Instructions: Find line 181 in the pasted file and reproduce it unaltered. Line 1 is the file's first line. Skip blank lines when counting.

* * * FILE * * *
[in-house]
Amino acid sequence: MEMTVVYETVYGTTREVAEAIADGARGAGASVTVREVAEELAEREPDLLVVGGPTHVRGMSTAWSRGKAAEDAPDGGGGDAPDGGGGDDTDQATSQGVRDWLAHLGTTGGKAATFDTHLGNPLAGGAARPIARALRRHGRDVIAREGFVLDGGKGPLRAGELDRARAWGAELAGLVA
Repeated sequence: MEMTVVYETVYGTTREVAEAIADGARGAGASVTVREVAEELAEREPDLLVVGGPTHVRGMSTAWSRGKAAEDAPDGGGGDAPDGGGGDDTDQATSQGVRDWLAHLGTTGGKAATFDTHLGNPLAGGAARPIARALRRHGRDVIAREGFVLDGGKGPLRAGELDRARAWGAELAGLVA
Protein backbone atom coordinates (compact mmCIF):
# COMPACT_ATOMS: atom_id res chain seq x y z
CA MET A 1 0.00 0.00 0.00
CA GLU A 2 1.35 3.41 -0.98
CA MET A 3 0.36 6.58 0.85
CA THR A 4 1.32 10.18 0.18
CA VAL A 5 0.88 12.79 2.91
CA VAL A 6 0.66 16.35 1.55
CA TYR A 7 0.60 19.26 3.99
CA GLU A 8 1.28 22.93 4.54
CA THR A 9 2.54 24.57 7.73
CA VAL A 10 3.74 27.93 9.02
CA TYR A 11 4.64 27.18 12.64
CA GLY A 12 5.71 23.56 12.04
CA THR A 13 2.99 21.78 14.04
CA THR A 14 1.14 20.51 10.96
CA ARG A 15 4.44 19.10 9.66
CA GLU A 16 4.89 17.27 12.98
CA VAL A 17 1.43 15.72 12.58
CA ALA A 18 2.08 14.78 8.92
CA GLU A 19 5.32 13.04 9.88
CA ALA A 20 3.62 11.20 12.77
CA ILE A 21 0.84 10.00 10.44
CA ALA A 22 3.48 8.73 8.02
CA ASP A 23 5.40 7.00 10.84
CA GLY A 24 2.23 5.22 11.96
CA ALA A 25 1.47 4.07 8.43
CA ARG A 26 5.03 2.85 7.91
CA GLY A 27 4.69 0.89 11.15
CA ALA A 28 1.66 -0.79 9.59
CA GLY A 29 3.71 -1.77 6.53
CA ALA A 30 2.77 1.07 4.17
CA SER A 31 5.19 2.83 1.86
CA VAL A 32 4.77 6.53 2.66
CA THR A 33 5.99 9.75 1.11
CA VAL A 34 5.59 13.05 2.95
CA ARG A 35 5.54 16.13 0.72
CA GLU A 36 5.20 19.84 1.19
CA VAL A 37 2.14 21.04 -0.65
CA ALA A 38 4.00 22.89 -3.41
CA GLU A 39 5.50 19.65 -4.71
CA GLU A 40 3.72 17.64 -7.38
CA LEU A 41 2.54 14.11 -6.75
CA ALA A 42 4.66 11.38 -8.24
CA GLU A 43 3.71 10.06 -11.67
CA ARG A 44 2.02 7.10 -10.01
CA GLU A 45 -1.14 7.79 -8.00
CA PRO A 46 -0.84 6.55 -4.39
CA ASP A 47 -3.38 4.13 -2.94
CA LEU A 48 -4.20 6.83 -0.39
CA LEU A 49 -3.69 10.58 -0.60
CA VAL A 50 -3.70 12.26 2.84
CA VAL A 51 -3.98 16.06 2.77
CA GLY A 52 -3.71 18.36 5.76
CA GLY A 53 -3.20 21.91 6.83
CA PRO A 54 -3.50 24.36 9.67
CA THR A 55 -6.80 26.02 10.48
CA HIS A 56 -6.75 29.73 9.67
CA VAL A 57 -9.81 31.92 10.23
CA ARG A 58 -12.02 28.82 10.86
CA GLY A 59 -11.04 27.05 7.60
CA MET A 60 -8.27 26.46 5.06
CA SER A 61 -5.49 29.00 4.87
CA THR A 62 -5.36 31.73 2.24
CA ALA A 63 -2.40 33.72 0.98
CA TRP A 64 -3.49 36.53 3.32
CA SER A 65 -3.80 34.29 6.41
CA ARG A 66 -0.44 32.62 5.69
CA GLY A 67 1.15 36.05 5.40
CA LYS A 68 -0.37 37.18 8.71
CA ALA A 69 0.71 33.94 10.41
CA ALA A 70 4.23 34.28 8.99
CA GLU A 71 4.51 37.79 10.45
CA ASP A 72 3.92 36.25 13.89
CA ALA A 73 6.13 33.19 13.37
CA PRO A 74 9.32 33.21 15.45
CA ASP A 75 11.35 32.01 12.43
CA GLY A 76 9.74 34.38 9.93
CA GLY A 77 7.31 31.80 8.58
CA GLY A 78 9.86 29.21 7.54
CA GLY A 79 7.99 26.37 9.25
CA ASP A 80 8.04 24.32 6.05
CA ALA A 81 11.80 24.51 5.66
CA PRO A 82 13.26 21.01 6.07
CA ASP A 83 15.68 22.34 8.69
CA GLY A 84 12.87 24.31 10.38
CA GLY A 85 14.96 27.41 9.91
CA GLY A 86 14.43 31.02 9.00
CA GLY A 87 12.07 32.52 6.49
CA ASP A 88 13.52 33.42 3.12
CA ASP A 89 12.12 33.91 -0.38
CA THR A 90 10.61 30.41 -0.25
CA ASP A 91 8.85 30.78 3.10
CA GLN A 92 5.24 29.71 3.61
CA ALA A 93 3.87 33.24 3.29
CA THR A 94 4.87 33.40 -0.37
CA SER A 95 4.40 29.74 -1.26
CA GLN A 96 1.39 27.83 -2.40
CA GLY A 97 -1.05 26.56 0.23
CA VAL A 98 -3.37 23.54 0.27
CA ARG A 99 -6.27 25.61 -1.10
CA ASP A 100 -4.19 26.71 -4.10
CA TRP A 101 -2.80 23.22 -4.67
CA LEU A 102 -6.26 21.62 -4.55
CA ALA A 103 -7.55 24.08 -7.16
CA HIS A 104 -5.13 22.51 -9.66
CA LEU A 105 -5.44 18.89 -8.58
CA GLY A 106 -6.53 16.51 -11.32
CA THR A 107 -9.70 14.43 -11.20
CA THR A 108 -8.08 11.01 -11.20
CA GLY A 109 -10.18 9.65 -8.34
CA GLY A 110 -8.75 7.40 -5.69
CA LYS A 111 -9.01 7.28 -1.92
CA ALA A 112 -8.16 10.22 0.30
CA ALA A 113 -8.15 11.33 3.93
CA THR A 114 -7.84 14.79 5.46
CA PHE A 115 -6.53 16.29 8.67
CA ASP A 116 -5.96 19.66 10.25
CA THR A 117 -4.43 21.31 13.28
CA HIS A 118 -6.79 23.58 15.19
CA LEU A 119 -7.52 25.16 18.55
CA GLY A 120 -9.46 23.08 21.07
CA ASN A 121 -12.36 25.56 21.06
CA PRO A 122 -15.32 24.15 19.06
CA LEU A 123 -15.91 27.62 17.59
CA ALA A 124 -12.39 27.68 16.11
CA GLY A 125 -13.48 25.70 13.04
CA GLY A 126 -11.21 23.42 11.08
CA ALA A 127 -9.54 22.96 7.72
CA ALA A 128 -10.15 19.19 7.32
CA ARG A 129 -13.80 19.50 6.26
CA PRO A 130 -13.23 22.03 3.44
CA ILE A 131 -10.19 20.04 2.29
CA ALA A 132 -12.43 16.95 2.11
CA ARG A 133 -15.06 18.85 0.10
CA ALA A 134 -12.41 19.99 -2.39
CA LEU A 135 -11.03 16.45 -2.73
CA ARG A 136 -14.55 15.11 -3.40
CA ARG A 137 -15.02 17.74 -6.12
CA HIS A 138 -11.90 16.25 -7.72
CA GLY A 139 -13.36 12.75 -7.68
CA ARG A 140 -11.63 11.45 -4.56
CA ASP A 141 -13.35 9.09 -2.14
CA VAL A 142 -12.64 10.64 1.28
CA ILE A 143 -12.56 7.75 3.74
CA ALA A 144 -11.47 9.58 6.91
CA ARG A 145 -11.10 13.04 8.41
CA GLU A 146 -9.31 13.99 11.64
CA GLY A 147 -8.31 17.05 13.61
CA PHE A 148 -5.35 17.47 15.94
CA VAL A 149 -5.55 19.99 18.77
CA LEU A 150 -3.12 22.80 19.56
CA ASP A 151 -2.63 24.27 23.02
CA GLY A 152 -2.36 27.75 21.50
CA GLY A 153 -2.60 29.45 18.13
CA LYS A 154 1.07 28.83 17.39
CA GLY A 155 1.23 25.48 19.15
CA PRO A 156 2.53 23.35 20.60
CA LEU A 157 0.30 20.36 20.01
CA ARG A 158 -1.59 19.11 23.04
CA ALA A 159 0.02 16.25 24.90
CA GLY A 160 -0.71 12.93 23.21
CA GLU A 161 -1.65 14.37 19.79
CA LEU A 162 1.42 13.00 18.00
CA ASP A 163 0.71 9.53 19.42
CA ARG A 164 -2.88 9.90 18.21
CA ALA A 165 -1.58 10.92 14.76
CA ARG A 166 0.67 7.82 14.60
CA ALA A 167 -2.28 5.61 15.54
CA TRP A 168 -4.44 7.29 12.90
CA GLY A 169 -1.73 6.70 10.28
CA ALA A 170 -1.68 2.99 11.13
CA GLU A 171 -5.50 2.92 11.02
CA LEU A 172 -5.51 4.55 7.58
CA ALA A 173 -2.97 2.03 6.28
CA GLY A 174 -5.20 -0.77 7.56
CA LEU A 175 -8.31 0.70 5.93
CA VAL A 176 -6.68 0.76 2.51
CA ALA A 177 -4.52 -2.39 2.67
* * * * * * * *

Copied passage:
CA VAL A 176 -6.68 0.76 2.51